Hundreds of people rallied in downtown Halifax on Sunday afternoon in support of several temporary shelters that the city plans to demolish. Halifax Mutual Aid, a local volunteer group, organized the rally at the city’s old central library on Spring Garden Road. That library has been shut down since 2014, and HMA built several of its wooden, shed-like shelters—which it calls “crisis shelters”—on the property.
“While the HMA crisis shelters are inadequate in many respects, they give occupants a level of autonomy that can only be matched by permanent housing,” HMA spokesperson Campbell McClintock read from the group’s statement.
“These crisis shelters are tools for people who have nowhere safe to go. These shelters can help folks weather the housing crisis that is wreaking havoc on our city.”
Last week, HMA had 13 crisis shelters built across the Halifax Regional Municipality. The shelters were fully occupied and, at the time, the group had more than 20 people on its waiting list.
The volunteer group started building the shelters in January. But last week CTV News reported that the city is planning to remove the shelters (no date has been set for the removal). Apparently HMA didn’t have permission to build the shelters on municipal property, and structures built for temporary or permanent accommodation cannot be placed in parks according to bylaw P600.
In January, the city said occupants of the shelters wouldn’t be evicted until they had somewhere else to live. Now, the city plans to demolish the shelters and house the occupants in hotel rooms for two weeks—but there are no firm plans for what will happen after that time.
“This is not a solution by any reasonable measure, and it is a cowardly, half-measure that puts profit before people,” McClintock read from the statement. “The only reasonable solution to this crisis is housing for everyone on the streets, now.”
On June 17, downtown Halifax councillor Waye Mason tweeted: “I believe the province has adequate shelter for all the folks living rough right now, and hotel rooms as a very temporary measure for folks heading into an apartment via Housing First.”
But McClintock, who’s also a frontline resident support worker at Out of the Cold Shelter, said he thinks Mason is wrong about the situation.
“For numerous years, folks working at these shelters have [had] to turn away people from a bed every single night because there are no beds available—it’s super messed up,” McClintock said at the rally. “So, for him to say there are enough beds totally negates the reality of people who get turned away from shelters all the time and the people who have to turn them away.”
Moreover, McClintock said neither shelters nor hotel rooms can replace housing.
“Shelters are not housing and we should not normalize shelters as a solution to this crisis,” he said. “Shelters are a bandaid solution for a system that would rather homelessness be invisible than provide dignified, affordable accessible housing for people of all classes, genders and races.”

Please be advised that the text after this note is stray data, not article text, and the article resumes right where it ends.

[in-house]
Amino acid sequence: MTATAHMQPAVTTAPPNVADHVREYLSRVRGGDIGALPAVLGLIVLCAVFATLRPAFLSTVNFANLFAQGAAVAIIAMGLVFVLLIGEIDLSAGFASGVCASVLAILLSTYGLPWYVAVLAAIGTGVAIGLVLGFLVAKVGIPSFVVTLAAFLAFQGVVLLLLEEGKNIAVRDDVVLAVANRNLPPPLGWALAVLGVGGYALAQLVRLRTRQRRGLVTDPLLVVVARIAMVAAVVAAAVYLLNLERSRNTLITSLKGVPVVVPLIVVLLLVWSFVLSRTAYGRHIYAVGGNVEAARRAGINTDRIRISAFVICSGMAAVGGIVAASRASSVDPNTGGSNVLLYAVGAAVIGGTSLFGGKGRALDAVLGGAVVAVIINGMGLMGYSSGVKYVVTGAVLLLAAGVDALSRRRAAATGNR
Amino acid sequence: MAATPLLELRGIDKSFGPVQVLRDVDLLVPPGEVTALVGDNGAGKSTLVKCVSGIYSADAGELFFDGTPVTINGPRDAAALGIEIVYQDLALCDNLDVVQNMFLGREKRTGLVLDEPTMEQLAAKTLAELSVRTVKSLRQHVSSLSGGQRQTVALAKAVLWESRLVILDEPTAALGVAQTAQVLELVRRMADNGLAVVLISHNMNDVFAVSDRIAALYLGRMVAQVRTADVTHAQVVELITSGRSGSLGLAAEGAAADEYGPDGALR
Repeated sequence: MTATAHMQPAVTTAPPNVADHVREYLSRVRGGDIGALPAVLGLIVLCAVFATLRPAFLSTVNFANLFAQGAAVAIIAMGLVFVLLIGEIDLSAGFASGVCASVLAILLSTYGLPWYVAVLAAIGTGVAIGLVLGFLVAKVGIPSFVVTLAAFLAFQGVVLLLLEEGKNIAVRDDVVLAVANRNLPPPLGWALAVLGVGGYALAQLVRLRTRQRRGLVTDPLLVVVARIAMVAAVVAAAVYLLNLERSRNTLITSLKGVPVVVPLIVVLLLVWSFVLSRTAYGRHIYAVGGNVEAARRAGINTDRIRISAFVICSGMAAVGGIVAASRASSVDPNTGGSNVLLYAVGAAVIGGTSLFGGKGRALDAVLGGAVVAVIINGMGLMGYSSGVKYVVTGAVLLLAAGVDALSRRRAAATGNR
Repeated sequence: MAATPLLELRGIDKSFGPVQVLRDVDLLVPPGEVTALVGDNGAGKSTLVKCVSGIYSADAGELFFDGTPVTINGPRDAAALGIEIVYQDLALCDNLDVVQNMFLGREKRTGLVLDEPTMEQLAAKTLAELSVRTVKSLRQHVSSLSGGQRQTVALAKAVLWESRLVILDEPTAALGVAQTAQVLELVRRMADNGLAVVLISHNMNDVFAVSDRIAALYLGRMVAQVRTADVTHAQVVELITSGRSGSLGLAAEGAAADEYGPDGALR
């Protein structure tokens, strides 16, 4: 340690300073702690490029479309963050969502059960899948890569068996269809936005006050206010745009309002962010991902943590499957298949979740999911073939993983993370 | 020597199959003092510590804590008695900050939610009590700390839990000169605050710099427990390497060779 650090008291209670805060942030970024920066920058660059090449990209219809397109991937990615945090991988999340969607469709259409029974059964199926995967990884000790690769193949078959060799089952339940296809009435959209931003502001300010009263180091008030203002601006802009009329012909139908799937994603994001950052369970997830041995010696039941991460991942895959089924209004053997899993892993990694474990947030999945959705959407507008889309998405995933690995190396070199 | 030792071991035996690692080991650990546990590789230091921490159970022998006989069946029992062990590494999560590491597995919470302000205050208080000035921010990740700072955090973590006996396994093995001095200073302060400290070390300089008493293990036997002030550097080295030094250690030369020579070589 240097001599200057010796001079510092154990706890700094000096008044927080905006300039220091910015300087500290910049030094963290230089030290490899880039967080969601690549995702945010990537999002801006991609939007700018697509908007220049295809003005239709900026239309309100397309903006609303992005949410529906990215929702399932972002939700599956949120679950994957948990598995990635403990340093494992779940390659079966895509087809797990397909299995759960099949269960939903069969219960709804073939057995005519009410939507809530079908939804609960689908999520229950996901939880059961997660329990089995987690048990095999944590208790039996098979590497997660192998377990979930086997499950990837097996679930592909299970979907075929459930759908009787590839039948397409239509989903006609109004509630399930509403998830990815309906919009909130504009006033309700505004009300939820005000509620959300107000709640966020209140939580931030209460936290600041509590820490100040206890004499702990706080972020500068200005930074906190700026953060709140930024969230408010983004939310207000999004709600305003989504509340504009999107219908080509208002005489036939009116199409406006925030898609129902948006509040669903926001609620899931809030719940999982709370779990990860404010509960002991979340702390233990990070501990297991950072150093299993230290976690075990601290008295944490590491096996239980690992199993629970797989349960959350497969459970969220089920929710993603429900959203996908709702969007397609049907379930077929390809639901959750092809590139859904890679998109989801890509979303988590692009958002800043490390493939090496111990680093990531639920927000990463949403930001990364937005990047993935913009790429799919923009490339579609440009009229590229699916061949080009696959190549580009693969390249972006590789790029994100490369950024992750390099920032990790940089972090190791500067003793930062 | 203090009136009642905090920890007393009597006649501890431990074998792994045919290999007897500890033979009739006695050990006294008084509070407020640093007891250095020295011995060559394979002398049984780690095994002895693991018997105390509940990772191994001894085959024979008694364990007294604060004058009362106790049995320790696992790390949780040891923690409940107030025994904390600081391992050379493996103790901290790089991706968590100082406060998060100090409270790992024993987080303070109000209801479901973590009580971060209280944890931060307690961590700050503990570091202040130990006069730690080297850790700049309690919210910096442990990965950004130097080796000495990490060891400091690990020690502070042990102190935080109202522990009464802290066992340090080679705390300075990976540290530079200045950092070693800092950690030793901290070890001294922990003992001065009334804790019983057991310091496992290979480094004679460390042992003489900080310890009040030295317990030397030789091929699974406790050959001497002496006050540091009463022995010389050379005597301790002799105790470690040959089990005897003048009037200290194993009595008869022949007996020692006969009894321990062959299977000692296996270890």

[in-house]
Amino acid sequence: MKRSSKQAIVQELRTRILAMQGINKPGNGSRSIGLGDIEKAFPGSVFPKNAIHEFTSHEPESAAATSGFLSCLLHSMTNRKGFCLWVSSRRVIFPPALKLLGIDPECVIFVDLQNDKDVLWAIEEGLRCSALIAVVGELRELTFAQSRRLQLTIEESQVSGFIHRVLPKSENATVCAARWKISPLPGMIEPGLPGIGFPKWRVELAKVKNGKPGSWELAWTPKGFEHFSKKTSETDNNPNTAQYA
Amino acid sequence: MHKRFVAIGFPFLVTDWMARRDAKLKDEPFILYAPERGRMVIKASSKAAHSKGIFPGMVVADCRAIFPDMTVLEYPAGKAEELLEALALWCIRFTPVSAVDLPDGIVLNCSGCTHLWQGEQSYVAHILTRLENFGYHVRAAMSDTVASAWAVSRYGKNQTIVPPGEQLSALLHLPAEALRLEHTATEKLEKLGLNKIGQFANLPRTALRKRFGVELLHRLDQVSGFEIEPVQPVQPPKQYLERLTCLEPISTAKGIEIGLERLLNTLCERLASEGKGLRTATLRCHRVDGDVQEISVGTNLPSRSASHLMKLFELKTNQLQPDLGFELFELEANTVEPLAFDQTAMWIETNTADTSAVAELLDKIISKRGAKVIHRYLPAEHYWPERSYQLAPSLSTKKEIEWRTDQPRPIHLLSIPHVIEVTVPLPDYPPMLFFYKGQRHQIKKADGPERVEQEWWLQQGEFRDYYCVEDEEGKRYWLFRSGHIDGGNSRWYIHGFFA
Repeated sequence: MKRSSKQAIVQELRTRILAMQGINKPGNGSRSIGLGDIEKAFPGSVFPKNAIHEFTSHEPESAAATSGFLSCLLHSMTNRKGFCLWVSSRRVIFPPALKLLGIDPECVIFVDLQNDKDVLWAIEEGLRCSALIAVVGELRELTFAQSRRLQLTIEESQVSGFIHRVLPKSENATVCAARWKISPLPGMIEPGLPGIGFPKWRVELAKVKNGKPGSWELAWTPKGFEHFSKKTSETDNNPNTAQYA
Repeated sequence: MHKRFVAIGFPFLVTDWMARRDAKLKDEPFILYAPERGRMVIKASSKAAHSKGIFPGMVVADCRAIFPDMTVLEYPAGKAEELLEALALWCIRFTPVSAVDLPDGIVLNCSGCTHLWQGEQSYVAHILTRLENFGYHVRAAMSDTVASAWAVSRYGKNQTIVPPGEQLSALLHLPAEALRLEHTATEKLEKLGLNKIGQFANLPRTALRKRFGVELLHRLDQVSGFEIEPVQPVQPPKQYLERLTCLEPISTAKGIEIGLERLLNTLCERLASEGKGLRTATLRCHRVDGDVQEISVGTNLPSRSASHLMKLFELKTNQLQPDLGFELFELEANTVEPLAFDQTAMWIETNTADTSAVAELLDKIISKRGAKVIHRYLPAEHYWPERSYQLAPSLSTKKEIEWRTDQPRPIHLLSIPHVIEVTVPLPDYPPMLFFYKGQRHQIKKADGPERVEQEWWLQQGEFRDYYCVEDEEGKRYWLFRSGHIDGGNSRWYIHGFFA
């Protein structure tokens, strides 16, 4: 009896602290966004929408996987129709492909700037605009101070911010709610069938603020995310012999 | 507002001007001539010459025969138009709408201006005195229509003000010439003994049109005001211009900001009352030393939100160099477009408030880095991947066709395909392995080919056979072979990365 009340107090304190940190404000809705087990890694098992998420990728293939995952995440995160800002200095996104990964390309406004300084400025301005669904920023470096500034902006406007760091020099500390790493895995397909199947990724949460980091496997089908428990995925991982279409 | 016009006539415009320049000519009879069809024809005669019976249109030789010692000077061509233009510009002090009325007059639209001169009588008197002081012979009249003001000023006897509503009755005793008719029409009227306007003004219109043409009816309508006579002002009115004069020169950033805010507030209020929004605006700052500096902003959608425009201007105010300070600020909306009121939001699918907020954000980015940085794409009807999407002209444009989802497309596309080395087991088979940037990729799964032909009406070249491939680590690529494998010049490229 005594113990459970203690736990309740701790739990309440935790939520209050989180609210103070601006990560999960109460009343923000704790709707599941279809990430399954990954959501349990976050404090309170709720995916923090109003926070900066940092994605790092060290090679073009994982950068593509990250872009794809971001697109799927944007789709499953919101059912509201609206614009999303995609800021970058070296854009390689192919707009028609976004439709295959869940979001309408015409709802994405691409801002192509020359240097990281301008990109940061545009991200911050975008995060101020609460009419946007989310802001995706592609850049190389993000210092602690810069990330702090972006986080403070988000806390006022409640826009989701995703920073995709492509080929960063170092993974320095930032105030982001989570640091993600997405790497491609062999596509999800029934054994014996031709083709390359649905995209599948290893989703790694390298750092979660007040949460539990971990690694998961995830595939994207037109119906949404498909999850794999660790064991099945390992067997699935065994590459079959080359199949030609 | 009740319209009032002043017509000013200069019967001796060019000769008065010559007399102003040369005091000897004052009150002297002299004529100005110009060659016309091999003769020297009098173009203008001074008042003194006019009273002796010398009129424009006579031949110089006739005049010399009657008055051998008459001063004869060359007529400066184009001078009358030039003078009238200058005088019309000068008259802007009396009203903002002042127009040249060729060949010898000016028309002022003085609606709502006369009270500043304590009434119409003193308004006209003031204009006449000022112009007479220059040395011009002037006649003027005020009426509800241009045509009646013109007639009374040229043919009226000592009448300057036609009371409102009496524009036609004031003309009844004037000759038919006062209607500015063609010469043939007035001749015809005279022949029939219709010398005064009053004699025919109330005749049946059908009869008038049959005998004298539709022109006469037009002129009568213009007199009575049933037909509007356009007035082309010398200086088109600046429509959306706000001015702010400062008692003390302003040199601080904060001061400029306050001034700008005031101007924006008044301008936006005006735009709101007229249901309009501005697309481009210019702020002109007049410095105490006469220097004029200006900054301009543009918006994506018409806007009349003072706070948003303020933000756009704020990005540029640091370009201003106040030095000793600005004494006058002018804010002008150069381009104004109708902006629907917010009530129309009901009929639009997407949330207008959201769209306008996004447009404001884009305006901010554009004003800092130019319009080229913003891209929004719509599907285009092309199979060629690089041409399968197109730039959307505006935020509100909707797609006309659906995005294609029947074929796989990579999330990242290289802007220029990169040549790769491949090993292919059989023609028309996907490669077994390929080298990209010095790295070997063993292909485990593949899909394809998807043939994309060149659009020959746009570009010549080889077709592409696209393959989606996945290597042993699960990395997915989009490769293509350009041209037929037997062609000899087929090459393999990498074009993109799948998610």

Andrew Goodsell was the first person to take one of the temporary shelters at the old Halifax Memorial Library location. He said he believes getting rid of the system of shelters is the key solution to the problem.
At the rally, Goodsell said he specifically asked for a temporary shelter to be built at the old Halifax Memorial Library because Spring Garden Road is heavily travelled by pedestrians.
“I wanted the whole world to see me give the city the big old middle finger and say, ‘House me,’” he said. “House the homeless, provide the places. Once you hit the street, it is a downhill spiral. Every day it rained on me, I cried.”
Goodsell currently lives in a one-bedroom apartment he received from Shelter Nova Scotia. But he said he quickly became used to being homeless and travelled across Canada without a permanent home.
“I’ve learned that it’s not only here in Halifax but across our country that we tend to spit on our homeless,” he said.
“The reality is, there’s no reason for anyone to be out on the streets. I’d like to think that we consider ourselves a modernized country. But how primitive is it that I spent six months here in Halifax during the winter on the streets because there’s no such thing as affordable housing?”
According to the Affordable Housing Association of Nova Scotia, Halifax hasn’t made measurable progress on homelessness. Around 400 people in the city are homeless, with more than half of those people being homeless for six months or longer.
NSCAD University student and Nova Scotia ACORN member Sage Beatson said the province should be redirecting some of its spending toward the housing crisis. That includes the $70 million funding agreement the province made to build a new waterfront art gallery.
“I feel every level of government is failing us,” Beatson said at the rally. “I wish we had a government that was tireless and ferocious and fearlessly on our side, but I just don’t see it.
“I do see people like that in my community.”
Currently, HMA is working toward getting permission from various landowners to build more temporary shelters. The group has one built and will continue building more in the coming weeks.
“We must recognize that homelessness and our housing crisis is a public health emergency, and that trickles into mental health, safety and overall community well-being,” McClintock said at the rally. “The best possible investment that you can make in our communities is by providing accessible housing for everybody.
“For Waye Mason to throw up his hands and say, ‘There’s nothing better we can do right now,’ we know it’s a lie.”